There are various factors that dictate supply chain manufacturing of radiopharmaceuticals. One of the most important factors among these is the half-life of the product. A product with a relatively long half-life, and/or that has specific manufacturing requirements, is usually manufactured centrally. On the other hand, radionuclides with short half-lives are produced locally in order to facilitate timely production, delivery, and use. Each type is associated with a unique set of challenges in management, and the logistics involved in the manufacturing, distribution, and administration of the investigational product are, therefore, of great importance.

Some products, generally those with a short half-life, can be supplied as a non-radioactive or ‘cold’ kit, which can be stored at the trial site or local radio pharmacy and reconstituted and labeled with a radionuclide on demand. As manufacturing will occur at the site, it is important to ensure sufficient processes are in place to guarantee the quality of the final product.

Products manufactured centrally generally have a shelf life of a few days, but are calibrated to be administered at a specific date and time which cannot be deviated from. Robust supply chains to guarantee on-time delivery, in addition to site expertise to manage patient dosing to the minute, are critical.

Study Logistics and Patient Engagement

Radiopharmaceutical studies require collaboration from several departments including nuclear medicine and radiopharmacy, oncology, radiology and more. Procedure schedules can also be highly demanding, often including a high number of time-critical procedures and imaging timepoints. Administration and preparation data for the investigational product, imaging and blood and urine analyses for radioactivity at specified timepoints are among some of the additional elements and data that must be collected in a radiopharmaceutical trial to fully achieve primary endpoints. Communication and proactive planning are key to success and it is therefore paramount to actively engage all involved personnel from the outset.

Patient management and engagement is also an important factor to consider. Given the high demands placed on the patient coupled with a potential impact on their home life, such as their proximity to family and pets, it is important to provide the needed support and education so that the study is as easy and accessible to them as possible.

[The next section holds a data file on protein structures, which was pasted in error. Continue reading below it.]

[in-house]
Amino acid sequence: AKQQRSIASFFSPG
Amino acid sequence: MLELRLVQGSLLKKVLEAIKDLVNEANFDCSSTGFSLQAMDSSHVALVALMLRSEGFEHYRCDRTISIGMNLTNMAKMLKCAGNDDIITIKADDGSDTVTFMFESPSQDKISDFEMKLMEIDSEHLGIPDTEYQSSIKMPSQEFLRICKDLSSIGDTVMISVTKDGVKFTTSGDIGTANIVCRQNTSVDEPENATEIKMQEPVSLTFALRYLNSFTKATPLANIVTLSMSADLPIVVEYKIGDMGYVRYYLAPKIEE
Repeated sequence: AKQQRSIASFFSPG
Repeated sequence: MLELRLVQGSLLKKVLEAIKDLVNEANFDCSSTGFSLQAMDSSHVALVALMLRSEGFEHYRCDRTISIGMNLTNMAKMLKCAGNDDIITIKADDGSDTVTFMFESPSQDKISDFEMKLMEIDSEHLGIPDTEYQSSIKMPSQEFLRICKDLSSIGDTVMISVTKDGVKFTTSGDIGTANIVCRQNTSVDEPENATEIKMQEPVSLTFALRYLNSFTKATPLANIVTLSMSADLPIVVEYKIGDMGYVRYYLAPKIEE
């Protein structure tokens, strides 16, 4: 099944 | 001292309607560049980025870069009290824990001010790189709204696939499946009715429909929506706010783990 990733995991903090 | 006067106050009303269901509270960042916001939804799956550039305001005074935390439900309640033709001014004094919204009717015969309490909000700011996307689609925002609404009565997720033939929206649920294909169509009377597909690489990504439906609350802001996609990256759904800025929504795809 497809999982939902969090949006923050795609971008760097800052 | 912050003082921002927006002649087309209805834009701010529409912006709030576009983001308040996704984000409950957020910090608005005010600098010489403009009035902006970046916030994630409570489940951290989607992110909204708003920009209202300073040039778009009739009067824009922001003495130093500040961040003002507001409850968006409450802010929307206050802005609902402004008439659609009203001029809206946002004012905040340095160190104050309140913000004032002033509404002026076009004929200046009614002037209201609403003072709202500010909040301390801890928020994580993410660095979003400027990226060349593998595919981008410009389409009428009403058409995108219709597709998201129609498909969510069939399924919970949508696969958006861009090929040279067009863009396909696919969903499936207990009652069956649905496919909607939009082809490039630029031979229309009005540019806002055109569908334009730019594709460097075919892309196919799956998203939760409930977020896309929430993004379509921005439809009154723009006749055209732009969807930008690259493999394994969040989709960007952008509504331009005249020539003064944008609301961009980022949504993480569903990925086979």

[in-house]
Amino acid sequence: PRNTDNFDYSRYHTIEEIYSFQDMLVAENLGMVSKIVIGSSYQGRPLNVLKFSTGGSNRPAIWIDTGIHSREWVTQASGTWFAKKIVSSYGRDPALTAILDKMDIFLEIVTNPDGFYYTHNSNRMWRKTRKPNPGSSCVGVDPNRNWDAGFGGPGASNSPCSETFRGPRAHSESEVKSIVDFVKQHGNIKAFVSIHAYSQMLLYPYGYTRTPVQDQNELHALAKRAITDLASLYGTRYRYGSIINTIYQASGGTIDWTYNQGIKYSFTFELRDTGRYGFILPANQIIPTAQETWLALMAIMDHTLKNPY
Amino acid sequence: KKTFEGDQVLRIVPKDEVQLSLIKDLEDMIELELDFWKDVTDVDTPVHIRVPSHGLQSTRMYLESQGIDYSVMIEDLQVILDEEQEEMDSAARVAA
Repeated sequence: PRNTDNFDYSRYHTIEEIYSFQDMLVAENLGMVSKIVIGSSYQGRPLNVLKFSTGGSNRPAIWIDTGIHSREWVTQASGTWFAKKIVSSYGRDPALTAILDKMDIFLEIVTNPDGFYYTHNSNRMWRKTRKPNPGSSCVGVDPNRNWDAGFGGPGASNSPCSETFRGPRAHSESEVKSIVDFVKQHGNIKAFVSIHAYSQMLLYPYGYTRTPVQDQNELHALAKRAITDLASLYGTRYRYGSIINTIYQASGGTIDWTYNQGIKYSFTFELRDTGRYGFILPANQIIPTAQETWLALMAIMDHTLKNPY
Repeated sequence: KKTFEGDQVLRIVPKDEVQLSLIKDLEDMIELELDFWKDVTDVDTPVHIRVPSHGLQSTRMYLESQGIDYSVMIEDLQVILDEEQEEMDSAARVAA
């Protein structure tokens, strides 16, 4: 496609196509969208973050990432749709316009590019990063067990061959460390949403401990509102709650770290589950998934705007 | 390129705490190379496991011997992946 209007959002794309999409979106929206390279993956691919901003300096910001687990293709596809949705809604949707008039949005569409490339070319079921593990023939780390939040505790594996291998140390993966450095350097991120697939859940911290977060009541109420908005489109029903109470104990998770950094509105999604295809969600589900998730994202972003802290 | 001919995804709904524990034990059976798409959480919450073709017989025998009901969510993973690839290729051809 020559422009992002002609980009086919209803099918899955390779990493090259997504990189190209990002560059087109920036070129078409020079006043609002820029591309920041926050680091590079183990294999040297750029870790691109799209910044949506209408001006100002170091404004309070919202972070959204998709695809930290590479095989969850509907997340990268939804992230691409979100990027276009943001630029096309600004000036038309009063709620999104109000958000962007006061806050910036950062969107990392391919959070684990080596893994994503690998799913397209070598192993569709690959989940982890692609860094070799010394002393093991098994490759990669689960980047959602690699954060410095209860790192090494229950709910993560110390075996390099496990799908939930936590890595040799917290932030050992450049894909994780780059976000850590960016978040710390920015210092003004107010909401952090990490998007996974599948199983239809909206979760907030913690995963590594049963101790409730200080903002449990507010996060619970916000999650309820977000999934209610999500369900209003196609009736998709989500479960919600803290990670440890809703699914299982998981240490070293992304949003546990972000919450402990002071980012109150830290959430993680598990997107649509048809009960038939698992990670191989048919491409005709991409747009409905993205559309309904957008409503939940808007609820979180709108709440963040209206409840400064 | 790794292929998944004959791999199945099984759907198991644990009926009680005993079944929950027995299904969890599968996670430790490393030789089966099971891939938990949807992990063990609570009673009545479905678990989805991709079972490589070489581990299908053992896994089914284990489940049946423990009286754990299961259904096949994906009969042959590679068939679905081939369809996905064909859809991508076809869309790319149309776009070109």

Each part of a radiopharmaceutical clinical trial involves a lot of tasks in parallel, many of which are dependent on others, creating significant logistical complexity. Millin adds that for each activity, “it’s a lot to manage, with time being critical and with a lot of specialist staff and equipment.” To manage this efficiently she explains that, “it’s important to clearly delineate roles and responsibilities and communication pathways upfront to ensure all planning is thorough.”

Imaging Requirements and Considerations

Imaging is a significant component in the use and application of radiopharmaceuticals. It is therefore a critical aspect to consider in radiopharmaceutical clinical trials. The most important aspect before scanning the first patient included in a specific radiopharmaceutical trial, is scanner calibration. It is required to obtain a comparable quantification in multicenter settings. For diagnostic radiopharmaceuticals, PET imaging calibration aims to achieve standardized uptake value (SUV) harmonization. For therapeutic pharmaceuticals, planar or single-photon emission computed tomography (SPECT) imaging calibration aims to standardize the acquisition parameters. This calibration is essential for clinical trials requiring dosimetry and/or SUV calculation.

Sites must strictly follow imaging protocols as no deviation is permitted for further data analysis. This is even more important as a patient cannot be re-scanned.